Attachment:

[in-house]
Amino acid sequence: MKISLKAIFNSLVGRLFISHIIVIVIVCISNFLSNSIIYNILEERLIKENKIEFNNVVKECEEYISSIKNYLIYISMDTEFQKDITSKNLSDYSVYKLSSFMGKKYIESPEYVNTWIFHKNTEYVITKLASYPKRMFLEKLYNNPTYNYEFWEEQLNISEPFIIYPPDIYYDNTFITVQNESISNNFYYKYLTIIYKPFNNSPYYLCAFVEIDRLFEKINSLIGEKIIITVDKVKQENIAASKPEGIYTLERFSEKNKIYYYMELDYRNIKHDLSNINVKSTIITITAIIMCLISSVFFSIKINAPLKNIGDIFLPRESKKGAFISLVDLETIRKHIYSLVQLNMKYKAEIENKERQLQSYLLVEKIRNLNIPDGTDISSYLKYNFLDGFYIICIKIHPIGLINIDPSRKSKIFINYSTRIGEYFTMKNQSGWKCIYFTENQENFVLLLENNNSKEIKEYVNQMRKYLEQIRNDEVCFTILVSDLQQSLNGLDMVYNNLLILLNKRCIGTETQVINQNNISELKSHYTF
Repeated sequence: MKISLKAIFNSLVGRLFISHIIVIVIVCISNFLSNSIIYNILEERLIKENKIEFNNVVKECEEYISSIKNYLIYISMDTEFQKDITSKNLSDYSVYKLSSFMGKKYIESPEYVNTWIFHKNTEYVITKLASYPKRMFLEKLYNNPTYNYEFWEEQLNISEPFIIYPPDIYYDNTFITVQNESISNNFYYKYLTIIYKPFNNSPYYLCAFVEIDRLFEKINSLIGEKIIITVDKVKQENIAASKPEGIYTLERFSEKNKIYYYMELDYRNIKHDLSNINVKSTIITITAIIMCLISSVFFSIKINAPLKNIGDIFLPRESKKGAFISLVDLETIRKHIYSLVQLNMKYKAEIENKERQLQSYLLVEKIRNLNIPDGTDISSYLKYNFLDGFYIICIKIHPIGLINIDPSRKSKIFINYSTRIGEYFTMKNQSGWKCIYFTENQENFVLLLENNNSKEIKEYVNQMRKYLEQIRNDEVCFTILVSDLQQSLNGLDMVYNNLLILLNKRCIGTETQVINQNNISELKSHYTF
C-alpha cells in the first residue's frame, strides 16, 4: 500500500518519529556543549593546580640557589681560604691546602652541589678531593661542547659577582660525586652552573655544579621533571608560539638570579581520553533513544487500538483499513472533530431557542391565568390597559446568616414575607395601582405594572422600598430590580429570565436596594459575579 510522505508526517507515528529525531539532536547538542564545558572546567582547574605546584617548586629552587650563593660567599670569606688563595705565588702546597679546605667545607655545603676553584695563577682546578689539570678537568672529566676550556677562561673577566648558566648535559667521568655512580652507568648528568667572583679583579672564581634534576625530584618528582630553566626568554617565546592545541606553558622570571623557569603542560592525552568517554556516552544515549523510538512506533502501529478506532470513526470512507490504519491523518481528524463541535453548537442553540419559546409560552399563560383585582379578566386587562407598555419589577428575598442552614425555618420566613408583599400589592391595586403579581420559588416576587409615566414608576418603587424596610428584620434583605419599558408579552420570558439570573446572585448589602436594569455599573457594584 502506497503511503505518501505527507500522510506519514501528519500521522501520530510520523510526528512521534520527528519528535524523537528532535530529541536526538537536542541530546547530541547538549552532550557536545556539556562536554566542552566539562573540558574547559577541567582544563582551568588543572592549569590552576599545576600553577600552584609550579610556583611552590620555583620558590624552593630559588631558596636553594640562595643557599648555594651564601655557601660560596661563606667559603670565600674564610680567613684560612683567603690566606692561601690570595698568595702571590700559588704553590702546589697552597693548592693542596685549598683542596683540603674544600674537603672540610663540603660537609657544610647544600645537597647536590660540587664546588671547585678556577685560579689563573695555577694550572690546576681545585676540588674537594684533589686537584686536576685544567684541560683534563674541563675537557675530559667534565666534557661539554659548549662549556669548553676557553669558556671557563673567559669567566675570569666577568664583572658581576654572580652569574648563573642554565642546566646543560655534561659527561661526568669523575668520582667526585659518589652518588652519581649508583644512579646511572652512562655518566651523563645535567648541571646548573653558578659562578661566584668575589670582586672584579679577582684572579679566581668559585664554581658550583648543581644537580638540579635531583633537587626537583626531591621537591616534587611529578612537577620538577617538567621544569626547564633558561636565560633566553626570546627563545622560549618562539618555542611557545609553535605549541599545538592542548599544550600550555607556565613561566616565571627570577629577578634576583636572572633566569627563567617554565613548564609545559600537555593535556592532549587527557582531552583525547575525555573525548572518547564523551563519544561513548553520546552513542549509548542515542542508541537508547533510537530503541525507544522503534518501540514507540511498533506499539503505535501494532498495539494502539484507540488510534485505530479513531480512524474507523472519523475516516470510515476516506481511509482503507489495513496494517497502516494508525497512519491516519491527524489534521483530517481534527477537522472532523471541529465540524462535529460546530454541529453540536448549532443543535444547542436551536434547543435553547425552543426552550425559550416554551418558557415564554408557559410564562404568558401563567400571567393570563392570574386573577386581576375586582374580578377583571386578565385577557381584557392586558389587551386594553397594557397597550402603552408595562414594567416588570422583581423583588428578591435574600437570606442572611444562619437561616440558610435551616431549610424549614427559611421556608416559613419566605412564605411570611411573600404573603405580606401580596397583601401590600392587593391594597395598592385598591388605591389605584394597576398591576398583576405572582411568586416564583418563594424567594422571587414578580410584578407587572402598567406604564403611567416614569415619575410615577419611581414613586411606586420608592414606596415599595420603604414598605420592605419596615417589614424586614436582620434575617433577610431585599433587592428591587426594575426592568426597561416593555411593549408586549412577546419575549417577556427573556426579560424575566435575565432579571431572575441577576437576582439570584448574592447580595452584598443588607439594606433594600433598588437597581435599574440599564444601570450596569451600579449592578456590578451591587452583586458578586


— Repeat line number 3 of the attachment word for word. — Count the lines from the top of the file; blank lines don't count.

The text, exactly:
Repeated sequence: MKISLKAIFNSLVGRLFISHIIVIVIVCISNFLSNSIIYNILEERLIKENKIEFNNVVKECEEYISSIKNYLIYISMDTEFQKDITSKNLSDYSVYKLSSFMGKKYIESPEYVNTWIFHKNTEYVITKLASYPKRMFLEKLYNNPTYNYEFWEEQLNISEPFIIYPPDIYYDNTFITVQNESISNNFYYKYLTIIYKPFNNSPYYLCAFVEIDRLFEKINSLIGEKIIITVDKVKQENIAASKPEGIYTLERFSEKNKIYYYMELDYRNIKHDLSNINVKSTIITITAIIMCLISSVFFSIKINAPLKNIGDIFLPRESKKGAFISLVDLETIRKHIYSLVQLNMKYKAEIENKERQLQSYLLVEKIRNLNIPDGTDISSYLKYNFLDGFYIICIKIHPIGLINIDPSRKSKIFINYSTRIGEYFTMKNQSGWKCIYFTENQENFVLLLENNNSKEIKEYVNQMRKYLEQIRNDEVCFTILVSDLQQSLNGLDMVYNNLLILLNKRCIGTETQVINQNNISELKSHYTF